The recent New Yorker Christmas cover, featuring a brilliant Barry Blitt illustration of President Obama bowing deeply to Santa Claus, reminds us of how much we like the long tradition of magazines making bold holiday statements on their covers for the December issue. We went to our local newsstand looking for more of these covers and found… very little. What was once considered essential for any magazine worth its ink and paper has now obviously been banished by an aggressive War on Christmas Magazine Covers by the Forces of Evil.
Once upon a time the December newsstand was filled with angels, Christmas trees and Santas of all shapes and sizes. And this wasn’t just Christian iconography; these were covers that were funny, creative, surprising, provocative, that made political statements, and most of all, that engaged their readers in a visual dialogue. Now, with the notable exception of the New Yorker, the only attempt at Christmas creativity comes on the occasional women’s service magazine, with sad little plates of cookies or fruitcakes. We’re going to get all George Lois here and say that what was once an opportunity for brilliant magazine-making has now become just another set of bland, focus-grouped, by-the-numbers covers, put together by folks who are scared stiff of offending or provoking anyone.
Esquire, Fortune, Playboy, Vanity Fair, New York: it’s time to put the X back into those December covers! End the War on Christmas Magazine Covers. Who knows, magazines might even increase those newsstand sell-through numbers that are all doing so terribly if they just get back into the holiday spirit.
We’ve collected the Top 20 Christmas Magazine Covers of All Time. In the interests of non-sectarianism, we avoided covers that were mere reproductions of classic Christmas religious art. We stuck with Santa Claus, Christmas trees and gifts, and we found a lot of great ones. Who could deny that our world would be a much better place with a return to this fun and soulful style of magazine covers?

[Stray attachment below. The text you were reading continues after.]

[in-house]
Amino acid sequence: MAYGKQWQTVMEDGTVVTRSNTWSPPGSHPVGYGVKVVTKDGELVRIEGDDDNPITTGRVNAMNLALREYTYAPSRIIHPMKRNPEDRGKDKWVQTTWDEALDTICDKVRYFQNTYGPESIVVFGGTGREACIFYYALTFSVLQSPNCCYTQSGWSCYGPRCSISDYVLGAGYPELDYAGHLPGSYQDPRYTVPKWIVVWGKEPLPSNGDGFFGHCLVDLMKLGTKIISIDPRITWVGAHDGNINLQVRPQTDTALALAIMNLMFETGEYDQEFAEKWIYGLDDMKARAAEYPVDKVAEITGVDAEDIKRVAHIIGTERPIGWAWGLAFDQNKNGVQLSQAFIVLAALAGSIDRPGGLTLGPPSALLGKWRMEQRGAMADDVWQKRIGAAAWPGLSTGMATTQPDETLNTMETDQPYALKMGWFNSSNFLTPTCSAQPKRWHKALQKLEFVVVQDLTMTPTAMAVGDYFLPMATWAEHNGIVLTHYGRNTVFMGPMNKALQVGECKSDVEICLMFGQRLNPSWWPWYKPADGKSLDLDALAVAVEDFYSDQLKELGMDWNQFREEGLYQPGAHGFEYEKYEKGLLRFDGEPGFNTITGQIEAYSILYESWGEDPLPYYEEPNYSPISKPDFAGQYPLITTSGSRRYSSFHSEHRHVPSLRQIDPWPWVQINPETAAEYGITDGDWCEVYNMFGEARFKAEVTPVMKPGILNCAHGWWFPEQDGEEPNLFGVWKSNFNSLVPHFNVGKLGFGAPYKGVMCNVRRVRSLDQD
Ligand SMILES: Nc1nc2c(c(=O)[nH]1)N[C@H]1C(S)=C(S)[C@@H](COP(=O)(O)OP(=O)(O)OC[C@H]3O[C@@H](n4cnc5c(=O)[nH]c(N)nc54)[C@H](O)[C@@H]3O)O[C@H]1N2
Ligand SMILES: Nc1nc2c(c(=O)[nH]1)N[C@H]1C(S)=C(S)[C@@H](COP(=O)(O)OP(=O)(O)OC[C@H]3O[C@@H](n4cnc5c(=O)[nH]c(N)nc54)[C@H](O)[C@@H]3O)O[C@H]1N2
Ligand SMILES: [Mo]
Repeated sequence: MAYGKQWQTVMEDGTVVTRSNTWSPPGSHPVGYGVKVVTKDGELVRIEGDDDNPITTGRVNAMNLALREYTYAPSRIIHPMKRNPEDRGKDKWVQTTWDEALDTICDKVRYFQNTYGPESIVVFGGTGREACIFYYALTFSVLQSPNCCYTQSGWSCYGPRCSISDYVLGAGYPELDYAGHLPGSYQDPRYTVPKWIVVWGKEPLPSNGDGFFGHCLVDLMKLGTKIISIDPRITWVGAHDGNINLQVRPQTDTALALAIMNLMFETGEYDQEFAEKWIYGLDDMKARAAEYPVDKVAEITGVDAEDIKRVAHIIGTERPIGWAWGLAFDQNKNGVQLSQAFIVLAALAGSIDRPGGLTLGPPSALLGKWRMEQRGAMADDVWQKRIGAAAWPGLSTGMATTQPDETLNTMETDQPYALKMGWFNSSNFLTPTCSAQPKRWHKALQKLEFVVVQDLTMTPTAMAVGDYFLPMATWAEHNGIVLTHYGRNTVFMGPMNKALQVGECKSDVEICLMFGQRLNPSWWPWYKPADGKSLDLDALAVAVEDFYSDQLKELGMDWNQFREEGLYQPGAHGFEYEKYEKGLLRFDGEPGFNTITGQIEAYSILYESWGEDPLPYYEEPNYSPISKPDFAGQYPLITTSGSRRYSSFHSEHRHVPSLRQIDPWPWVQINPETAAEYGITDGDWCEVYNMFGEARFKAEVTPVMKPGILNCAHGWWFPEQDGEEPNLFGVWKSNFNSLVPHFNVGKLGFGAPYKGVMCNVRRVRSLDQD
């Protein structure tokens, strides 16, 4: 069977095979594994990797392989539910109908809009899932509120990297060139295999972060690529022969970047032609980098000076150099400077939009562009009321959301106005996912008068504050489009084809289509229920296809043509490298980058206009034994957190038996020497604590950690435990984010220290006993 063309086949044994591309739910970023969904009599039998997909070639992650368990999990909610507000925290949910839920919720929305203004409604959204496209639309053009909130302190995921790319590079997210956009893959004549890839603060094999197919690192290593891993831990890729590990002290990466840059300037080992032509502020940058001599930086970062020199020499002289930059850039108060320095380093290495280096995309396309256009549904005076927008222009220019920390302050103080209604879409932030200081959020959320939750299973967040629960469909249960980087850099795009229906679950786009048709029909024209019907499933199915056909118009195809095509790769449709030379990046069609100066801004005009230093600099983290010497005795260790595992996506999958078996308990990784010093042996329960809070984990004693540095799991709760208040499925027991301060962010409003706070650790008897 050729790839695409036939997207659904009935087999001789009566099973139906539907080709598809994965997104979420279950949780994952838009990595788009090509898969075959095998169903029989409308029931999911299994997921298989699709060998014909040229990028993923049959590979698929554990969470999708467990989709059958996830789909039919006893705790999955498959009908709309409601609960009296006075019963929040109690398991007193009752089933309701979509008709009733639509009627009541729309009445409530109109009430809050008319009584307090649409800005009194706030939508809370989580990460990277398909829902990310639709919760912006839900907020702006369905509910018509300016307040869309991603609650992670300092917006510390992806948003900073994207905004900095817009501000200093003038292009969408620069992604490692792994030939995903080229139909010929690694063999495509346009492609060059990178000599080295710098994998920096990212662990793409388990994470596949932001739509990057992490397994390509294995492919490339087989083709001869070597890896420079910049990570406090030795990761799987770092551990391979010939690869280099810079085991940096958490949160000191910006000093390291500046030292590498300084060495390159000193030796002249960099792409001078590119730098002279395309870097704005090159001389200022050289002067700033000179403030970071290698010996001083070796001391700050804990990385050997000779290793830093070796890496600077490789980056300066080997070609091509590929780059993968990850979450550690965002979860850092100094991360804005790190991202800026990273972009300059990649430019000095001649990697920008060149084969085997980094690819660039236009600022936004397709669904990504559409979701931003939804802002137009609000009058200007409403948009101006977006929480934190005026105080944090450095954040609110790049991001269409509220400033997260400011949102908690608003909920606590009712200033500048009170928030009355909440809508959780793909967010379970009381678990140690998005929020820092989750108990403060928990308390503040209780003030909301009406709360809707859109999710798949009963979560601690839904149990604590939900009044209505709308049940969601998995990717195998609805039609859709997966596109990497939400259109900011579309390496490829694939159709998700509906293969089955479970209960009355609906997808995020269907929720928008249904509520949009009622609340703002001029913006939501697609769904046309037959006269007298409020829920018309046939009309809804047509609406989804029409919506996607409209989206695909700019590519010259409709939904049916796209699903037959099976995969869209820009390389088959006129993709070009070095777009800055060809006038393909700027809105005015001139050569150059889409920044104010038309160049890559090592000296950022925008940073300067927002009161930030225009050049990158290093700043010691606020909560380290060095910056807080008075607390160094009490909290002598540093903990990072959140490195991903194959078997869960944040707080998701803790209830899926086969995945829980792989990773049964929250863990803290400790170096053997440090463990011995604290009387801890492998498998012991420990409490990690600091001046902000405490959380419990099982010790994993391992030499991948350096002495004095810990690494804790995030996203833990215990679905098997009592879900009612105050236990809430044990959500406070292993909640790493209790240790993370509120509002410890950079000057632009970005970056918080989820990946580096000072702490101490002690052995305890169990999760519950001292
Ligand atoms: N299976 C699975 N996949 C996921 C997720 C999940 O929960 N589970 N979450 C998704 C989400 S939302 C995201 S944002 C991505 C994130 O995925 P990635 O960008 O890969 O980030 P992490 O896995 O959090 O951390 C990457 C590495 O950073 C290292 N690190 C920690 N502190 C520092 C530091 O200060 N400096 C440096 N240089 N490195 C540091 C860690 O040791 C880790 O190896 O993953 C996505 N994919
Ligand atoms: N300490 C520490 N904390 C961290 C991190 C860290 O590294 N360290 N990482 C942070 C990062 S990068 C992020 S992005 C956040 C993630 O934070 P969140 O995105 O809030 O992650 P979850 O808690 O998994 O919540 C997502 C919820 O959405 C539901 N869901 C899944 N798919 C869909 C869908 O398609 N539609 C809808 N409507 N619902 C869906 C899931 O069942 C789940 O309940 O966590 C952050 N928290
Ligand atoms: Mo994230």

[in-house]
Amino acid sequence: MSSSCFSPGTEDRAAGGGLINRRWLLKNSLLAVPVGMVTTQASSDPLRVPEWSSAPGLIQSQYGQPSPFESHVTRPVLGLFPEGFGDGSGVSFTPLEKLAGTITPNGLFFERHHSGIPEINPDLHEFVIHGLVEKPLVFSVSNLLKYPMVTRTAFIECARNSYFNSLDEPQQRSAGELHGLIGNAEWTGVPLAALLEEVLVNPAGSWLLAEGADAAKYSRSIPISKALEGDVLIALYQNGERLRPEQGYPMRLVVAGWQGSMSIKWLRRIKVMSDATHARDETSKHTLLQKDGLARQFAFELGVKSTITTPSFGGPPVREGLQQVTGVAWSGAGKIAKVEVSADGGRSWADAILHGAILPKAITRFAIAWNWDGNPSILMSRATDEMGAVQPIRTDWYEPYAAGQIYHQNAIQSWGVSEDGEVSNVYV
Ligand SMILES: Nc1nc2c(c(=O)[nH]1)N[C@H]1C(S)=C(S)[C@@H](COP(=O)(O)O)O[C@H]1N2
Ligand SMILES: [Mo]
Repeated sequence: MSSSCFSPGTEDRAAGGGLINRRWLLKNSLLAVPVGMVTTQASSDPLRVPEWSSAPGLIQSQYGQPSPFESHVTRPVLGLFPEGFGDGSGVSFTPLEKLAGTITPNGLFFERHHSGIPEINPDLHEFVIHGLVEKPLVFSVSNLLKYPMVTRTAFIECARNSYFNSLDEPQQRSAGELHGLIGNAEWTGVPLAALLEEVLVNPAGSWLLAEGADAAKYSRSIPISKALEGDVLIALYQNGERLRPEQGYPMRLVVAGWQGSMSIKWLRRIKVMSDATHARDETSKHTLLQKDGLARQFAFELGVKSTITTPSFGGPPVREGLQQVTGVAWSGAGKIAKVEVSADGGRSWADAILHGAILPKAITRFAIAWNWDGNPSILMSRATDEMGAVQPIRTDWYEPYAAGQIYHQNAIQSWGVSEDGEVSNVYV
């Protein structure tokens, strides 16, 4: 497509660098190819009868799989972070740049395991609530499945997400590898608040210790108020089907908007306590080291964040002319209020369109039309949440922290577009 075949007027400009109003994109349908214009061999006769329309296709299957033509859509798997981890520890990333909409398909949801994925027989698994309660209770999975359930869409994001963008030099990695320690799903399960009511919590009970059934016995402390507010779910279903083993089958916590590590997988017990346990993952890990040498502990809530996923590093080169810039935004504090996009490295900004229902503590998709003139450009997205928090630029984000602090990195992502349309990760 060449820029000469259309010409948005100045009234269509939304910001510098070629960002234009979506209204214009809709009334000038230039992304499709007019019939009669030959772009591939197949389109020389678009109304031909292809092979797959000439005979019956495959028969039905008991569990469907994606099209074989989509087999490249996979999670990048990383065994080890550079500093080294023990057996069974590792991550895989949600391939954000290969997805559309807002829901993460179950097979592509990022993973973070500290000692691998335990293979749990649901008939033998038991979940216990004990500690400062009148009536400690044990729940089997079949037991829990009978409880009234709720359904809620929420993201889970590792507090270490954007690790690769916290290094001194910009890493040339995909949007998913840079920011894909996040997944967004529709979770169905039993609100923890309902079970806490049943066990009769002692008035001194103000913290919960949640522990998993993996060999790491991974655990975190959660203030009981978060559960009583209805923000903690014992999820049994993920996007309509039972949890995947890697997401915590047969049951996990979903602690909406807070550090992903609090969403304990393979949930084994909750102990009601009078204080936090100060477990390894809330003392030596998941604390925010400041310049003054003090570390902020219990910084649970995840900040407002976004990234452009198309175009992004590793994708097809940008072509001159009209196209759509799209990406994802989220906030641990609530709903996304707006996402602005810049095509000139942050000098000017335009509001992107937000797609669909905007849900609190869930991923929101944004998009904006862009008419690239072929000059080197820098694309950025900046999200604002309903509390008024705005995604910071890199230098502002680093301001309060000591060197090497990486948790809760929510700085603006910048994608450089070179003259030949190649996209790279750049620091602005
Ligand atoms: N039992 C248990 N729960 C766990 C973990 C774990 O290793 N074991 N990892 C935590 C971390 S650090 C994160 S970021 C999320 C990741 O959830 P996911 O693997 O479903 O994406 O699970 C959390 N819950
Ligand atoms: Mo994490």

Esquire, 1963: The classic George Lois-designed December 1963 Esquire cover, featuring world heavyweight champion Sonny Liston.
GQ, 1974: GQ, back in 1974, when it was known as Gentlemen’s Quarterly, featuring Barbara Streisand.
The New Yorker, 2005: We’ve got to give many props to The New Yorker, for maintaining a high quality of holiday covers. This one, by illustrator Anita Kunz in 2005 captured the middle-of-the-Iraq War malaise perfectly.
Jet, 1968: Jet magazine has a long history of putting celebrities in Santa outfits on their covers. Bill Cosby, Marvin Gaye, Sherman Hemsley (twice!) have all graced the cover, but none was better than the Godfather of Soul, James Brown, celebrating Black Christmas in the Ghetto in 1968.
Baltimore City Paper, 1999: Back in 1999, Shepard Fairey was still a scrappy street artist and poster-maker. He did this cover for alternative weekly newspaper Baltimore City Paper, who ran it just like this, without headlines or even a cover logo.
National Lampoon, 1970: This December 1970 cover of the National Lampoon is a classic, with fighter planes from an unidentified Asian Communist country (North Vietnam? North Korea?) shooting down poor Santa as they yell “Eat death, bloated lackey of the capitalist toy mongers!”
Fortune, 1938: For many years after its launch in 1930, Fortune ran beautiful, elegant, illustrated holiday covers. We could have filled a whole list of 20 with their brilliant selections, but this one, from 1938, by Antonio Petrucelli, struck us as singularly memorable.
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